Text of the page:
Margaret “Peggy” N. Bliss made sure the churches, libraries, historical societies, and hospitals that mattered most to her and her husband the Hon. F. Walter Bliss, class of 1915, in Middleburgh were reflected in their legacy.
After Peggy died in August 2021, Albany Law School became part of that legacy through an estate gift to establish a namesake scholarship in honor of Judge Bliss.
“Considering the Judge’s pride and pleasure in helping many young people with their educations and professional pursuits, this is the kind of legacy he would have wanted to leave,” Peggy Bliss told Albany Law School Magazine in 2009.
Judge Bliss was born in 1892 in Mackey, a hamlet of the Schoharie Valley town of Gilboa. He attended Cornell University and then Albany Law School. He started his own practice after graduation before he enlisted and served a tour in World War I and returned to his practice.
Over the course of his life, Judge Bliss used his Albany Law School education to help many. But defending his hometown against an encroaching New York City and presiding over a trial of an infamous gangster stand out.
The Town of Gilboa vs. New York City
In 1929, he successfully represented the Town of Gilboa, population 1,200, in a landmark lawsuit against New York City. The Gilboa dam and creek was constructed in the 1920s by impounding the Schoharie Creek with the assumption that New York City would pay local property taxes. The massive dam—2,024 feet long, 182 feet high, and more than 150 feet wide at its base — holds roughly 15 percent of New York City’s drinking water. The construction, essentially, forced all of Gilboa to rebuild.
After the city completed the project, it argued that the aqueducts bringing the water from other upstate towns back to the metropolis were tax-free, so why should it pay?
After six years of litigation, a clever move by Bliss and his co-counsel Wallace H. Sidney moved things along. They advertised the dam was for sale due to unpaid taxes, according to a 2004 Focus on History column by Bob Cudmore in the Schenectady Gazette.
In 1929, state Supreme Court Justice Ellis J. Staley ruled that the dam and reservoir were much more substantial than an aqueduct and subject to taxes. Since the ruling, New York City has paid an estimated $88 million to the town of Gilboa.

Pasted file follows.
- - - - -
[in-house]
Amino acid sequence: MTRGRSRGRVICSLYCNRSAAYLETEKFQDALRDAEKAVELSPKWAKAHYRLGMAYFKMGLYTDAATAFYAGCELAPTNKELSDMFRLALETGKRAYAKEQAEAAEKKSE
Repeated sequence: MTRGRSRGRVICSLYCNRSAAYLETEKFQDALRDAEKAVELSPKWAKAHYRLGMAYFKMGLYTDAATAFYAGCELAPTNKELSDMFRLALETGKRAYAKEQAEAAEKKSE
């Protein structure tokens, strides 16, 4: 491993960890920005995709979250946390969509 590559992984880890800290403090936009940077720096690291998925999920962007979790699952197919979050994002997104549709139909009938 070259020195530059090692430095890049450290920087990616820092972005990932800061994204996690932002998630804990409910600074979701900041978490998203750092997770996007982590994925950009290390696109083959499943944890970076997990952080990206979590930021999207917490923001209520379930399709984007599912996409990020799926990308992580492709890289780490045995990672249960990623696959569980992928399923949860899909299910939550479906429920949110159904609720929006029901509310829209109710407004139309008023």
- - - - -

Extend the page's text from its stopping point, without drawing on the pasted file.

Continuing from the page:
The Trials of Jack “Legs” Diamond
Following the Gilboa case, in October 1930, Gov. Franklin D. Roosevelt appointed Bliss to the state Supreme Court. In November, he was elected to a 14-year term.
While on the bench, Bliss presided over a trial of Prohibition gangster and bootlegger Jack “Legs” Diamond – a notorious case in Capitol Region history.
A major player in the Manhattan Bootleg Wars with a nickname earned by evading police and his reported smooth dance moves with mistress and showgirl Marion “Kiki” Roberts, Legs was acquitted of New York State bootlegging, kidnapping and assault charges, but eventually convicted on related federal charges and sentenced to four year in August 1931.
The survivor of five shootings in seven years at that point, Legs appealed the conviction that September. The appeal was heard in Troy’s grand Ceremonial Courtroom with Judge Bliss presiding.
While Bliss was dignified, proper, and respectful according to historical records, the jury returned a not guilty verdict in the brief case against Legs after three hours of deliberation.
When the verdict was returned on Dec. 17, 1931, Bliss remarked: “While justice may not have triumphed as yet, I doubt the man will enjoy either freedom or his life much longer.”
Diamond’s last call came the night of the acquittal. Three bullets were fired directly into his small bedroom at his home at 67 Dove Street in Albany in the early morning hours of Dec. 18. His killer or killers were never found.
Albany Times Union: The Unfinished Business of "Legs" Diamond
Following the famed case, in January 1933, Bliss was appointed to the Appellate Division, Third Department making him the youngest to serve on that court at 40. He served on the court until the end of 1944. While on the Appellate Division, he returned to Schoharie County annually to serve a two-week term as a Supreme Court trial justice.
In 1945, Bliss retired from the bench and returned to Schoharie to private practice.
At the State Democratic Party’s 1950 nominating convention in Rochester, Bliss was the unsuccessful candidate of upstate delegates for the party’s gubernatorial nomination.
He continued to practice law and provide counsel for decades, in addition to countless hours of community service which included serving as a trustee of Howe Caverns from 1947-1965; then as president and finally chairman of the board from 1965-1982 according to his historical biography on nycourts.gov.
In 1975, Albany Law School awarded him the Trustees Gold Medal which is highest accolade bestowed by the school and given to an individual who has demonstrated a record of exemplary support and dedication to the advancement of Albany Law School.
He died in 1982 at age 90.
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